Alexander Thomas Augusta was the highest-ranking black officer in the Union Army during the Civil War. He was also the first African American head of a hospital (Freedmen’s Hospital) and the first black professor of medicine (Howard University in Washington, D.C.).
Augusta was born in Norfolk, Virginia in 1825 to free African American parents. He moved to Baltimore, Maryland as a youth to work as a barber while pursuing a medical education. The University of Pennsylvania would not accept him but a faculty member took interest in him and taught him privately. In 1847 he married Mary O. Burgoin, a Native American. By 1850, Augusta and his wife moved to Toronto, Ontario, Canada where he was accepted by the Medical College at the University of Toronto where he received an M.B. in 1856. He was appointed head of the Toronto City Hospital and was also in charge of an industrial school.
On April 14, 1863, Augusta was commissioned (the first out of eight other black officers in the Civil War) as a major in the Union army and appointed head surgeon in the 7th U.S. Colored Infantry. His pay of $7 a month, however, was lower than that of white privates. He wrote Massachusetts Senator Henry Wilson who raised his pay to the appropriate level for commissioned officers.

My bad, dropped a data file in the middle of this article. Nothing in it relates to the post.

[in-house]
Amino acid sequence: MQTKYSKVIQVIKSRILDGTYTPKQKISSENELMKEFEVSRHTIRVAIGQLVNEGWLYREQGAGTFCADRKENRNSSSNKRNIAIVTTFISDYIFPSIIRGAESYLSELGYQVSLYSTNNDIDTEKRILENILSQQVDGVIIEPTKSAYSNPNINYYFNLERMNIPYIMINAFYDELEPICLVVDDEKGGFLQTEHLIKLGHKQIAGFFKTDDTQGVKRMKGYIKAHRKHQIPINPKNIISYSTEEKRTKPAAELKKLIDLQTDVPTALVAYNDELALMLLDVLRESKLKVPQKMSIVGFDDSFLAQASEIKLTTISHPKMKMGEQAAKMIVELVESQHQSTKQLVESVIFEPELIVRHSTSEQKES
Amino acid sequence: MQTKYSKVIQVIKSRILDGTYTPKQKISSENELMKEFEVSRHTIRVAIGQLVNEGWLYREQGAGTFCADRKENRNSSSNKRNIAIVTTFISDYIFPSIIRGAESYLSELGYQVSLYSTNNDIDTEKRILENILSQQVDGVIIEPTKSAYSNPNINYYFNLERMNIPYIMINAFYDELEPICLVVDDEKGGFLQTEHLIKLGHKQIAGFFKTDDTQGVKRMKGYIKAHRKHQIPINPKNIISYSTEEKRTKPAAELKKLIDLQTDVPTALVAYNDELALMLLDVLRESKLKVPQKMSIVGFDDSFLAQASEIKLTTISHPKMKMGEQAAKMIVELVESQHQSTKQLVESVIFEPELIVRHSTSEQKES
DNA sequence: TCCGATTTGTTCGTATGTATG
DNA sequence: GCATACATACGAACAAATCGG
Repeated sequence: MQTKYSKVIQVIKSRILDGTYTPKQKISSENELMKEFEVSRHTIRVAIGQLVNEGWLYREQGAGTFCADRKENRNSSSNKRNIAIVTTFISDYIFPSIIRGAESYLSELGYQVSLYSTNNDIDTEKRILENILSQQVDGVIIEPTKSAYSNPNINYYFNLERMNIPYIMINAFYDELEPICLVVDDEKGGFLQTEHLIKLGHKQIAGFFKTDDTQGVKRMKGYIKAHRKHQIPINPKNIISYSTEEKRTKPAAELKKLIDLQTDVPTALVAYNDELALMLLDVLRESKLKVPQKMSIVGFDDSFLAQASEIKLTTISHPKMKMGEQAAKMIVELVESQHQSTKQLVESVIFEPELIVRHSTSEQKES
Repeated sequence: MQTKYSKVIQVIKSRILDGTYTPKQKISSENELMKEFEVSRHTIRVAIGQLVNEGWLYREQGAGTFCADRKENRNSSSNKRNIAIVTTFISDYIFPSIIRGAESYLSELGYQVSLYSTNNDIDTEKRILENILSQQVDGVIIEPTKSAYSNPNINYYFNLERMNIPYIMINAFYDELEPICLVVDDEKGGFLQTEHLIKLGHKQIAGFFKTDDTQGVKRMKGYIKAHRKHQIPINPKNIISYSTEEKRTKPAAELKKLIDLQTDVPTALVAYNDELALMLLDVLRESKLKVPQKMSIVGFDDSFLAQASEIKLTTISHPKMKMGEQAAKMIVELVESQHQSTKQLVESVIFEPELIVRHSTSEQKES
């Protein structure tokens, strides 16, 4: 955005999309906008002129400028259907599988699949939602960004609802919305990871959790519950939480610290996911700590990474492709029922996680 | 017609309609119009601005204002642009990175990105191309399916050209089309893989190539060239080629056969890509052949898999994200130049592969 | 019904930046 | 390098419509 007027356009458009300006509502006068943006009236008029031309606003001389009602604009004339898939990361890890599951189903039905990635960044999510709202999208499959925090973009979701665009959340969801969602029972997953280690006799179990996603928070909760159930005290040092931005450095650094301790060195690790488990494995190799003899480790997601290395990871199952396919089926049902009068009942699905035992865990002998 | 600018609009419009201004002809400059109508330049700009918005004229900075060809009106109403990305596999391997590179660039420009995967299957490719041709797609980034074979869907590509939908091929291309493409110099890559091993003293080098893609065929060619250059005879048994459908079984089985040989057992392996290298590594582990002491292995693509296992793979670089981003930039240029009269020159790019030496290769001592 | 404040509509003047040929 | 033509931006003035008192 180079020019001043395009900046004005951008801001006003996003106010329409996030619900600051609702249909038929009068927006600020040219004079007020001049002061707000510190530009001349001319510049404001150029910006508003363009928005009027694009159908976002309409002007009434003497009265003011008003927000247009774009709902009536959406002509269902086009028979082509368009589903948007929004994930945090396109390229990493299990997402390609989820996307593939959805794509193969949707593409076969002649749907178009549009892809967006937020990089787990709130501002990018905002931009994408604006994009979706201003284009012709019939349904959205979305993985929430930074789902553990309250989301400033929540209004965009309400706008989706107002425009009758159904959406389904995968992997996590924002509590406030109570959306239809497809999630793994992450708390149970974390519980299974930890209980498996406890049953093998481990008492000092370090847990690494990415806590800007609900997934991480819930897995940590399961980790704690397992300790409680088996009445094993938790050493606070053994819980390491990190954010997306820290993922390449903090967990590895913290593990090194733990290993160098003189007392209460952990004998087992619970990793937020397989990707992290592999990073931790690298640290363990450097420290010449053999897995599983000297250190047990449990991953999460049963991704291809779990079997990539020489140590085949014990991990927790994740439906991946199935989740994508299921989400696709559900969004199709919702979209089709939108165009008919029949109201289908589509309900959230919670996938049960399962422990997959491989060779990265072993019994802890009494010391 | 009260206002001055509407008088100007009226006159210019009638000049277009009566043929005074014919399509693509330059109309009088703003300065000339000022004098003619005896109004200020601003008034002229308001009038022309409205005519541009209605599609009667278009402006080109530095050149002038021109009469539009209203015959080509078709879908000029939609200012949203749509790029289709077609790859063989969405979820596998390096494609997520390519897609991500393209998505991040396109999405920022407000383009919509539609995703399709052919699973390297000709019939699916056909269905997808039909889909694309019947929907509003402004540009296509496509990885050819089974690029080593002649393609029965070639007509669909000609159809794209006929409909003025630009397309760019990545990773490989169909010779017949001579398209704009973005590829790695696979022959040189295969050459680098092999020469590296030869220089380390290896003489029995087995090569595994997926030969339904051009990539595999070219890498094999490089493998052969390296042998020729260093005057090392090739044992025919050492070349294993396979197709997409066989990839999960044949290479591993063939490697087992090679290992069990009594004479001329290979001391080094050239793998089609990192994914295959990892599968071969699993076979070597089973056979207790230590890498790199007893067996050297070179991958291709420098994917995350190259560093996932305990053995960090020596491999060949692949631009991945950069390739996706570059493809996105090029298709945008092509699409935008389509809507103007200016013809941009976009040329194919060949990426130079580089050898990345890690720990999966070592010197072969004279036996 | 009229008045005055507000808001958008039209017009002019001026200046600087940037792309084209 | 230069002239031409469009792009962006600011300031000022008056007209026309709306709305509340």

Augusta also experienced white violence when he was mobbed in Baltimore for publicly wearing his officer’s uniform. When his white assistants, also surgeons, complained about being subordinate to a black officer, President Lincoln placed him in charge of the Freedman’s Hospital at Camp Barker near Washington, D.C. Augusta wrote a letter to his commanding general protesting his segregation on trains when he left Baltimore and requested the protection of the President for other black soldiers and families In 1865, Augusta was promoted to lieutenant colonel, at the time the highest-ranking black officer in the U.S. military. He was mustered out of service in 1866.
After the military, Augusta was in charge of the Lincoln Hospital in Savannah, Georgia until 1868 when he started his own practice in Washington, D.C. He then became the first black medical professor as one of the original faculty members of the newly formed Medical College at Howard University in Washington, D.C. Despite the financial hardships of the young institution, Augusta remained there until 1877. He also served at the Smallpox Hospital and Freedman’s Hospital, both in D.C. Despite being denied recognition as a physician by the American Medical Association, Augusta encouraged young black medical students to persevere and helped make Howard University an early success. Alexander T. Augusta died in Washington in 1890. He was the first black officer to be buried in the Arlington National Cemetery.
Joseph T. Glatthaar, Forged in Battle: The Civil War Alliance of Black Soldiers and White Officers (New York: Free Press, 1990); Herbert M. Morais, The History of the Negro in Medicine (New York: Publishers Co., 1968); http://msa.maryland.gov/megafile/msa/speccol/sc2200/sc2221/000011/000018/pdf/d011488e.pdf.
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